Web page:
Have some Fun: read the wittiest stories of Mughal Times:Akbar & Birbal Stories are very popular among Indian Kids.
How Akbar meet Birbal?The Well DisputeBack to Square OneThe True KingThe Sharpest Shield and SwordThe SadhuBirbal : The Musical Genius The Loyal GardenerThe Jealous CourtiersFull Moon, Quarter MoonThe Choice of BirbalThe Blind Saint Question for Question (Answering a Question with a Question) Birbal ImaginationNoble BeggarList of blindsJust One Question"Birbal, can you Identify The GuestCooking The KhichdiBirbal Turns TablesBirbal The Wise ManNeither here nor thereBirbal Gave Birth to the ChildBirbal's Sweet ReplyBirbal Shortens RoadBirbal's GenerosityHow Birbal Brought Meat Back in the Community?Birbal Is BriefColorful BirdWasherman's DonkeyBirbal Identifies ThiefBirbal Denies RumorQuick Thinking Birbal : Count The CrowsHot Iron TestThe Cock and the HenThe Wicked Barber's PlightAkbar Birbal ReunionAkbar's Hasty JudgementHunting & DowryAkbar's RingFear is the keyProtection of the Footmark of an ElephantHeavy BurdenThe Parrot Neither Eats, Nor Drinks...Whose Bag?Three IdolsTruth Always Finds Its WayAkbar is Greater than GodMaster or Servant?Why Hair Does Not Grow on PalmsTit-BitsAkbar's DreamBest FlowersBirbal Problem SolverWhy Camel's Neck is Crooked?The Foolish Brahmin

The Parrot Neither Eats, Nor Drinks...

A person was very fond of parrots. He used to catch parrots, train them and sell them to interested people. One time he got a good parrot, so he trained him in talking, and when he was trained he presented him to the king. King liked the parrot because he used to reply his questions too.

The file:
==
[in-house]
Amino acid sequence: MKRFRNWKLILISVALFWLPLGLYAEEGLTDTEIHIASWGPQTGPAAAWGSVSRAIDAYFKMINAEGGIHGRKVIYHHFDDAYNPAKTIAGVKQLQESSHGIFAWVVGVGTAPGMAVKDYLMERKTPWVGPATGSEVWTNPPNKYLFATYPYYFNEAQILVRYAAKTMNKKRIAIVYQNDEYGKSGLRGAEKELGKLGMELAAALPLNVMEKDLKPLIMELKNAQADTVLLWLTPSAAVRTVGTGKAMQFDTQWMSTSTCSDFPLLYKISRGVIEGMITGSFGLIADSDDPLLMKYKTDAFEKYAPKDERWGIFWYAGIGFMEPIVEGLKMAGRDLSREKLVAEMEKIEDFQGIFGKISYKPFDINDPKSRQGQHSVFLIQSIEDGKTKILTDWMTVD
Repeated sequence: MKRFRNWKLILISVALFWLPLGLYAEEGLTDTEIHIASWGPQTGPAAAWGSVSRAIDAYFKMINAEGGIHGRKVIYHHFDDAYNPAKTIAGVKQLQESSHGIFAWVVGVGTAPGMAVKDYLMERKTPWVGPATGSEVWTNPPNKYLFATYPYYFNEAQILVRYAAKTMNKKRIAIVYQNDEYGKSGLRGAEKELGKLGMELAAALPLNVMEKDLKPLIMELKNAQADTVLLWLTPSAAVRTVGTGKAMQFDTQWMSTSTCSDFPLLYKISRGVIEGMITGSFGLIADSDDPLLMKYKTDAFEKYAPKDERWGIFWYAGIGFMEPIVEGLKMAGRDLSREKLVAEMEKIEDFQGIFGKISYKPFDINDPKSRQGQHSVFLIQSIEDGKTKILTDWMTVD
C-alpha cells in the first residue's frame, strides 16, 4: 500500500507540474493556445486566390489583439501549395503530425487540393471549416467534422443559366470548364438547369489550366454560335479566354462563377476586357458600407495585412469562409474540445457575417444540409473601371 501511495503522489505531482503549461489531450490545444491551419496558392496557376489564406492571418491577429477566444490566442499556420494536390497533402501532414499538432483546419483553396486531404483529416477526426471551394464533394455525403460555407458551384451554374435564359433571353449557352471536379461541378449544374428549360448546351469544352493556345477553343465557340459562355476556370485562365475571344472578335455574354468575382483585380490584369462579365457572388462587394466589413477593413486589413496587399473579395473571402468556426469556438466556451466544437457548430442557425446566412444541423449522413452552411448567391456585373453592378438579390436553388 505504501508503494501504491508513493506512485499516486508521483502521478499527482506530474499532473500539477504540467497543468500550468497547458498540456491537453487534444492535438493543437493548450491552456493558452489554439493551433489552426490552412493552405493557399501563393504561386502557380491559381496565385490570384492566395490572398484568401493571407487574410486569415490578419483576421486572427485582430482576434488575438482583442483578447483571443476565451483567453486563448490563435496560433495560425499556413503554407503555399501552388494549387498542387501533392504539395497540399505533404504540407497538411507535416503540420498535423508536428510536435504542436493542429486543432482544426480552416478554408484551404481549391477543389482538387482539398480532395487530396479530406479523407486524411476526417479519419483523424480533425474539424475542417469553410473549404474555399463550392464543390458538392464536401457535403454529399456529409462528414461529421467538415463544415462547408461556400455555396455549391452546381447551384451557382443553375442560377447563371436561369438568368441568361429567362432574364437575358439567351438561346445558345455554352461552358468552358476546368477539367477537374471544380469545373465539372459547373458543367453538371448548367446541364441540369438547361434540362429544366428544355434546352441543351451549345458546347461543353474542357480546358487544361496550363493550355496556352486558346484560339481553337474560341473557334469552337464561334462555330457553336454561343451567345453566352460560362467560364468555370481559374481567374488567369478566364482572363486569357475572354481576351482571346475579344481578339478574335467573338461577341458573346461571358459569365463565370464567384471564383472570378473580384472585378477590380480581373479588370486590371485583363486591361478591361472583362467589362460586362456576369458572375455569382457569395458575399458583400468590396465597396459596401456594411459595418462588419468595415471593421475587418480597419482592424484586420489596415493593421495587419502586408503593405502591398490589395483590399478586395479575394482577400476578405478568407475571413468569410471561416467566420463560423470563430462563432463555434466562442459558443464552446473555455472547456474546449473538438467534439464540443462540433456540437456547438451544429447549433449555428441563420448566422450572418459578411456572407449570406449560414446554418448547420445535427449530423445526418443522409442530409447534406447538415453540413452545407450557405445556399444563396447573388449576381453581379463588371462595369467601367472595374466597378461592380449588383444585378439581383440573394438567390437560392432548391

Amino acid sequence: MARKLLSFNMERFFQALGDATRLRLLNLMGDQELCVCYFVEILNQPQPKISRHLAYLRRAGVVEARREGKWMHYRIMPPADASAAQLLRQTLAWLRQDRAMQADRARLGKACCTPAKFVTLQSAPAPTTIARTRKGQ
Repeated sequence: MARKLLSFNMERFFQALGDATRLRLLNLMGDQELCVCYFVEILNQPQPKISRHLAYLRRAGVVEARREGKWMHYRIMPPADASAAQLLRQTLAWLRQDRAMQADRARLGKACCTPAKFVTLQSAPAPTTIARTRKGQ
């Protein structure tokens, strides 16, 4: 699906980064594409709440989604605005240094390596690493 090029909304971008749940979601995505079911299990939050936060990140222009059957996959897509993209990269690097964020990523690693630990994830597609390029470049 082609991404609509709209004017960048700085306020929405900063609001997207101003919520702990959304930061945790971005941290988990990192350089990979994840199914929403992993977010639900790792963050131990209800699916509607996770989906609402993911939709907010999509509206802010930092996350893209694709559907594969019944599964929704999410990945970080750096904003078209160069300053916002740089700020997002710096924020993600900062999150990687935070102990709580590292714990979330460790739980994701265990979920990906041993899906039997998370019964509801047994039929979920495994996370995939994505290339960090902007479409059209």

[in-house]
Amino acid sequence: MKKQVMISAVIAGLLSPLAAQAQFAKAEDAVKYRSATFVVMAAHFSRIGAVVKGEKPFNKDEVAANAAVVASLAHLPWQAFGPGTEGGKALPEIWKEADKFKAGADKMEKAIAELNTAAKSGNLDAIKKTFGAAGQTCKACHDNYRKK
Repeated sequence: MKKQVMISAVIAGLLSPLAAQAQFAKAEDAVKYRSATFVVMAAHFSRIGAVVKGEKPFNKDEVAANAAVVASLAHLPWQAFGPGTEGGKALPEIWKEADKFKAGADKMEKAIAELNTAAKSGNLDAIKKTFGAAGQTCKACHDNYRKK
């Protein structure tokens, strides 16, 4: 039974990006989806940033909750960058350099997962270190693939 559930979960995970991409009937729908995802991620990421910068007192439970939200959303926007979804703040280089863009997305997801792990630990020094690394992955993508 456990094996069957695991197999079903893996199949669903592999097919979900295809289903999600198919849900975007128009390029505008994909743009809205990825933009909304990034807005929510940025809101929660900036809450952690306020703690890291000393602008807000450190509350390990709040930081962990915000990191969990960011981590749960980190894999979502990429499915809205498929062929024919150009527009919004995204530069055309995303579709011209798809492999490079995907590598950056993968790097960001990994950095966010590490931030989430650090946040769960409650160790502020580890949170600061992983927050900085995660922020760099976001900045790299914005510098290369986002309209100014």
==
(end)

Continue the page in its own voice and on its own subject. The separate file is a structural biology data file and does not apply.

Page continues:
The king made special arrangements for his safety, security and care and warned the people if somebody will tell me about his death, he will be hung. Hearing this the parrot was kept under very special care. But it so happened one day that suddenly the parrot died. Now who should go and inform this to king? because whoever will inform the King about the death of the parrot to the King, he will be sentenced to death and who would like to die just for informing the King about the death of a parrot.

So the servant went to Birbal and told him his plight. He said - "If I inform him about the parrot's death, then he will kill me, but if I do not tell him, then also he will kill me, so please save me."

Birbal thought for a while and sent him back to his work, and he himself went to the King and said - "Sir, Your parrot..."